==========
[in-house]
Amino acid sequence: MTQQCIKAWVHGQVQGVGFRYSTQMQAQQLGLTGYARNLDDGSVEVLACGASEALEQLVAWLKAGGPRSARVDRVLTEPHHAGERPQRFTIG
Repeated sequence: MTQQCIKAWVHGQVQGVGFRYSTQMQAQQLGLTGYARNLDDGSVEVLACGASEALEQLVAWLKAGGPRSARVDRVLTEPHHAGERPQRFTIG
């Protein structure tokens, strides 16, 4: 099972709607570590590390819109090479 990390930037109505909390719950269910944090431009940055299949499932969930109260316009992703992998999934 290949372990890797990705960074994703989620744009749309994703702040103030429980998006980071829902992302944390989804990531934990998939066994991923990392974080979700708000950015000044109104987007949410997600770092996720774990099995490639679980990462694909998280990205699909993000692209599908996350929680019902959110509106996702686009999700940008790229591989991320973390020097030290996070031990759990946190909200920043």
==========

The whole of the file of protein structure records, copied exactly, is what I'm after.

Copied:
[in-house]
Amino acid sequence: MTQQCIKAWVHGQVQGVGFRYSTQMQAQQLGLTGYARNLDDGSVEVLACGASEALEQLVAWLKAGGPRSARVDRVLTEPHHAGERPQRFTIG
Repeated sequence: MTQQCIKAWVHGQVQGVGFRYSTQMQAQQLGLTGYARNLDDGSVEVLACGASEALEQLVAWLKAGGPRSARVDRVLTEPHHAGERPQRFTIG
């Protein structure tokens, strides 16, 4: 099972709607570590590390819109090479 990390930037109505909390719950269910944090431009940055299949499932969930109260316009992703992998999934 290949372990890797990705960074994703989620744009749309994703702040103030429980998006980071829902992302944390989804990531934990998939066994991923990392974080979700708000950015000044109104987007949410997600770092996720774990099995490639679980990462694909998280990205699909993000692209599908996350929680019902959110509106996702686009999700940008790229591989991320973390020097030290996070031990759990946190909200920043």